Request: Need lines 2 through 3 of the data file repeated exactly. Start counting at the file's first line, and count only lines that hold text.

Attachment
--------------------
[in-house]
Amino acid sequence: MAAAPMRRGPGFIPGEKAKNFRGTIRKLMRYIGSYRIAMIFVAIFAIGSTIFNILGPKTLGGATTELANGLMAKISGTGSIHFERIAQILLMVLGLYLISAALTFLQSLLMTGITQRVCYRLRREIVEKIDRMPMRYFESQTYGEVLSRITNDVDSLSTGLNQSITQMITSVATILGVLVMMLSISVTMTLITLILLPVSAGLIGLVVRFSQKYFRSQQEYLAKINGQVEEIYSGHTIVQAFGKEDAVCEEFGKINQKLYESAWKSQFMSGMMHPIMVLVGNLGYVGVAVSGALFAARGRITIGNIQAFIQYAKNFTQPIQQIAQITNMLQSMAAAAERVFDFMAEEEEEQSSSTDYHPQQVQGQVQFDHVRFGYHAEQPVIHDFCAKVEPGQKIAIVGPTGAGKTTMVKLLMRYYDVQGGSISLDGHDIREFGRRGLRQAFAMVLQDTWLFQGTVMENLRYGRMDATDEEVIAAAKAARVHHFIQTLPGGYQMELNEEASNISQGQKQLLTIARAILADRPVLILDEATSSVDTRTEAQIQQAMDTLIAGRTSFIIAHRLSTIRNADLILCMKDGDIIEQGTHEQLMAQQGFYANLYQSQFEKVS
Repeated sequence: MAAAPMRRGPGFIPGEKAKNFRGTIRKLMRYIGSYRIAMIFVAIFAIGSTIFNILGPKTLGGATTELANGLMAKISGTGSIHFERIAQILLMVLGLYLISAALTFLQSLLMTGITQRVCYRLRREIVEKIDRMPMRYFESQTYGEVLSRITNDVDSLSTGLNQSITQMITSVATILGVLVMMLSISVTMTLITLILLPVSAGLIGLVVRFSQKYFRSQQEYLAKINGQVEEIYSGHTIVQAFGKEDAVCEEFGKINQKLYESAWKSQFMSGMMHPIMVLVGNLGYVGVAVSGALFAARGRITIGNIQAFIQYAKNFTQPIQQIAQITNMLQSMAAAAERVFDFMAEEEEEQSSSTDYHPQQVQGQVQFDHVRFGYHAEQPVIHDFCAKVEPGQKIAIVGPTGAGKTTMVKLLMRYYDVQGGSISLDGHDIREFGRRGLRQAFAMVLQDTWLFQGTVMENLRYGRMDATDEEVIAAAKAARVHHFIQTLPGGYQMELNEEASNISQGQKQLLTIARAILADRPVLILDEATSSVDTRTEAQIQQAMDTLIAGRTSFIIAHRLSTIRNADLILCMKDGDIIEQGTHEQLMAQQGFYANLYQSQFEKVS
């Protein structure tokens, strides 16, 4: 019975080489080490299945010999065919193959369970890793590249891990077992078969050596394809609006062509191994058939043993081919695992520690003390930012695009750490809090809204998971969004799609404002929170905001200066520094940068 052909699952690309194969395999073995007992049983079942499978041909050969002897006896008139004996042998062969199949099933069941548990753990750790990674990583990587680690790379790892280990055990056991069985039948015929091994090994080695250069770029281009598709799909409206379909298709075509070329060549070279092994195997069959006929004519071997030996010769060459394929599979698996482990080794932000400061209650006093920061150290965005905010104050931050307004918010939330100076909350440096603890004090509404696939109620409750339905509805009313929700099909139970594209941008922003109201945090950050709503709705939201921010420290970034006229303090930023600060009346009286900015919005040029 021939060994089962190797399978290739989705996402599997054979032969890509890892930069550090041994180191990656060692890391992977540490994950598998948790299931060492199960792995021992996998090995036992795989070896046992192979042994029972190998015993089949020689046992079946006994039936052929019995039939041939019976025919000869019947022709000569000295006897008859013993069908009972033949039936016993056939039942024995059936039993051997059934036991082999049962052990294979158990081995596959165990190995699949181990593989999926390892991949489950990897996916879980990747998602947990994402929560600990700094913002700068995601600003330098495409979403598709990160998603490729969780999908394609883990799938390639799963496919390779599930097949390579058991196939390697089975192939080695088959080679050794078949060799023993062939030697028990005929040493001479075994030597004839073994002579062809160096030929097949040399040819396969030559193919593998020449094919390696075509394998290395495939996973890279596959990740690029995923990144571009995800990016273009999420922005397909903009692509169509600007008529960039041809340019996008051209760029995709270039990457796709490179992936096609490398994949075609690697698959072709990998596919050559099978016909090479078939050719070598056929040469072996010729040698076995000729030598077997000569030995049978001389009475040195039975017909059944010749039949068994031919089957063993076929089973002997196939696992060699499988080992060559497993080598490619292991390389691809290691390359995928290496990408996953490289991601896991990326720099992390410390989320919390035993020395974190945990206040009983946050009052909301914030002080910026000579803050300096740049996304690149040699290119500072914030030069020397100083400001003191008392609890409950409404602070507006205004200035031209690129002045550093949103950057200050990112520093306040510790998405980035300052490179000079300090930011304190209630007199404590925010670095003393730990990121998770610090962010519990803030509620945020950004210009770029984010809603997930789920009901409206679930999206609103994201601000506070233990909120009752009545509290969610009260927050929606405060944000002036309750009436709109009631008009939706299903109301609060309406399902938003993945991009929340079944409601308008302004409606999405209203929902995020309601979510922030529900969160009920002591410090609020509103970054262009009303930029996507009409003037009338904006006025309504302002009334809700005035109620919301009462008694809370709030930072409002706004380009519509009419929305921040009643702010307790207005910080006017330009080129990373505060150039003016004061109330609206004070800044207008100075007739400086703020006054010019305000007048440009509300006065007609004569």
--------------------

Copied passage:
Amino acid sequence: MAAAPMRRGPGFIPGEKAKNFRGTIRKLMRYIGSYRIAMIFVAIFAIGSTIFNILGPKTLGGATTELANGLMAKISGTGSIHFERIAQILLMVLGLYLISAALTFLQSLLMTGITQRVCYRLRREIVEKIDRMPMRYFESQTYGEVLSRITNDVDSLSTGLNQSITQMITSVATILGVLVMMLSISVTMTLITLILLPVSAGLIGLVVRFSQKYFRSQQEYLAKINGQVEEIYSGHTIVQAFGKEDAVCEEFGKINQKLYESAWKSQFMSGMMHPIMVLVGNLGYVGVAVSGALFAARGRITIGNIQAFIQYAKNFTQPIQQIAQITNMLQSMAAAAERVFDFMAEEEEEQSSSTDYHPQQVQGQVQFDHVRFGYHAEQPVIHDFCAKVEPGQKIAIVGPTGAGKTTMVKLLMRYYDVQGGSISLDGHDIREFGRRGLRQAFAMVLQDTWLFQGTVMENLRYGRMDATDEEVIAAAKAARVHHFIQTLPGGYQMELNEEASNISQGQKQLLTIARAILADRPVLILDEATSSVDTRTEAQIQQAMDTLIAGRTSFIIAHRLSTIRNADLILCMKDGDIIEQGTHEQLMAQQGFYANLYQSQFEKVS
Repeated sequence: MAAAPMRRGPGFIPGEKAKNFRGTIRKLMRYIGSYRIAMIFVAIFAIGSTIFNILGPKTLGGATTELANGLMAKISGTGSIHFERIAQILLMVLGLYLISAALTFLQSLLMTGITQRVCYRLRREIVEKIDRMPMRYFESQTYGEVLSRITNDVDSLSTGLNQSITQMITSVATILGVLVMMLSISVTMTLITLILLPVSAGLIGLVVRFSQKYFRSQQEYLAKINGQVEEIYSGHTIVQAFGKEDAVCEEFGKINQKLYESAWKSQFMSGMMHPIMVLVGNLGYVGVAVSGALFAARGRITIGNIQAFIQYAKNFTQPIQQIAQITNMLQSMAAAAERVFDFMAEEEEEQSSSTDYHPQQVQGQVQFDHVRFGYHAEQPVIHDFCAKVEPGQKIAIVGPTGAGKTTMVKLLMRYYDVQGGSISLDGHDIREFGRRGLRQAFAMVLQDTWLFQGTVMENLRYGRMDATDEEVIAAAKAARVHHFIQTLPGGYQMELNEEASNISQGQKQLLTIARAILADRPVLILDEATSSVDTRTEAQIQQAMDTLIAGRTSFIIAHRLSTIRNADLILCMKDGDIIEQGTHEQLMAQQGFYANLYQSQFEKVS